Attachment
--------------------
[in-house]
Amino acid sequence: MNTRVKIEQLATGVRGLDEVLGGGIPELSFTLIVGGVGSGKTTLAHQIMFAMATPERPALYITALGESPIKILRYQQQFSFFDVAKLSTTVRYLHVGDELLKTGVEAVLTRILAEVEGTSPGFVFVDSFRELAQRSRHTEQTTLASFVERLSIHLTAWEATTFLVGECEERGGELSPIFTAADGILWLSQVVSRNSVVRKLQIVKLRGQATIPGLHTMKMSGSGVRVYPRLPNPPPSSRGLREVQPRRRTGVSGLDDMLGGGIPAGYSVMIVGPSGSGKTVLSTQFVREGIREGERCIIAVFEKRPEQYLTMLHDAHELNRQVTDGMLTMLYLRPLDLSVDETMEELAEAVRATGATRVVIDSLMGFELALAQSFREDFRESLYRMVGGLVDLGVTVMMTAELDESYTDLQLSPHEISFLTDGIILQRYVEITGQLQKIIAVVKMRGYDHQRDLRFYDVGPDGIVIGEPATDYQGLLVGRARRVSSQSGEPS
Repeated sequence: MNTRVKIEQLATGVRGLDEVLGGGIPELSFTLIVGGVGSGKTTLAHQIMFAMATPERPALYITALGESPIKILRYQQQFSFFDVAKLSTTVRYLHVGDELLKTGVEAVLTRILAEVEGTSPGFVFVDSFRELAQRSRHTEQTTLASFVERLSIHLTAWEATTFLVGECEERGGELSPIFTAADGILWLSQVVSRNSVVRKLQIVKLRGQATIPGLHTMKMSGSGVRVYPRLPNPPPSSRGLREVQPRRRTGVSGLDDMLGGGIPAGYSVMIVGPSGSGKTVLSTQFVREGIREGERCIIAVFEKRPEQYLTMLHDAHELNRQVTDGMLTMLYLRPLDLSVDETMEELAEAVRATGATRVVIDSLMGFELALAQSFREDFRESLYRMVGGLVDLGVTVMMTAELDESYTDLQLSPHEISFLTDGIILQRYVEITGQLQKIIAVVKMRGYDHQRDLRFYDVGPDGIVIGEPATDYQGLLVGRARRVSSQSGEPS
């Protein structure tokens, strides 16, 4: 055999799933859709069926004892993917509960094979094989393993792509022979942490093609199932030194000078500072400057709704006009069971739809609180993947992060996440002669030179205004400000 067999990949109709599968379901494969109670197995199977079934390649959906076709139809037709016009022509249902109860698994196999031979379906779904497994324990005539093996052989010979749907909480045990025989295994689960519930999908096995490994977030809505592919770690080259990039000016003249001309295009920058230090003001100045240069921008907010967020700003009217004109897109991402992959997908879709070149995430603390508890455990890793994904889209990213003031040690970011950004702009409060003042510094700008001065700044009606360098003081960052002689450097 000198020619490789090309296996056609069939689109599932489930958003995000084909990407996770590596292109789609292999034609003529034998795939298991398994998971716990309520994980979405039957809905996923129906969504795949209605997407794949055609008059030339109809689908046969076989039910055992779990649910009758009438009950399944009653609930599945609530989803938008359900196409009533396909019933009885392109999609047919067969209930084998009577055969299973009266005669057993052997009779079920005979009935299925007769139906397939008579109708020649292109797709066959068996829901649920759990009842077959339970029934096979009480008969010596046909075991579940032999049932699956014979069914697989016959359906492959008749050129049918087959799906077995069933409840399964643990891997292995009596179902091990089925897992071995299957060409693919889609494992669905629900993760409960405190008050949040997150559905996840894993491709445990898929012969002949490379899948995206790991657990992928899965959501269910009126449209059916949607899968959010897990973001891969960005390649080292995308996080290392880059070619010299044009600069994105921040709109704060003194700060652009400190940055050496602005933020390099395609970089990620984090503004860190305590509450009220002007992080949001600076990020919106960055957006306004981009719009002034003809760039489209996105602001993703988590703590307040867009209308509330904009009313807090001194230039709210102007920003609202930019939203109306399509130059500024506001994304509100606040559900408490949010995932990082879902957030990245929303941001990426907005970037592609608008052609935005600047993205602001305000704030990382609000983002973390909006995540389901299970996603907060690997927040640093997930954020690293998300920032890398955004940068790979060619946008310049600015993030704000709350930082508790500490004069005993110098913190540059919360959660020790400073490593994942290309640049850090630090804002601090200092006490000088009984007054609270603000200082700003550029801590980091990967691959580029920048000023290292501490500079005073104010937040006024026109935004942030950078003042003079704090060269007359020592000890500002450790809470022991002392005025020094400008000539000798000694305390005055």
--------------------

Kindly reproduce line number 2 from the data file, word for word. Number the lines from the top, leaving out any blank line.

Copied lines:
Amino acid sequence: MNTRVKIEQLATGVRGLDEVLGGGIPELSFTLIVGGVGSGKTTLAHQIMFAMATPERPALYITALGESPIKILRYQQQFSFFDVAKLSTTVRYLHVGDELLKTGVEAVLTRILAEVEGTSPGFVFVDSFRELAQRSRHTEQTTLASFVERLSIHLTAWEATTFLVGECEERGGELSPIFTAADGILWLSQVVSRNSVVRKLQIVKLRGQATIPGLHTMKMSGSGVRVYPRLPNPPPSSRGLREVQPRRRTGVSGLDDMLGGGIPAGYSVMIVGPSGSGKTVLSTQFVREGIREGERCIIAVFEKRPEQYLTMLHDAHELNRQVTDGMLTMLYLRPLDLSVDETMEELAEAVRATGATRVVIDSLMGFELALAQSFREDFRESLYRMVGGLVDLGVTVMMTAELDESYTDLQLSPHEISFLTDGIILQRYVEITGQLQKIIAVVKMRGYDHQRDLRFYDVGPDGIVIGEPATDYQGLLVGRARRVSSQSGEPS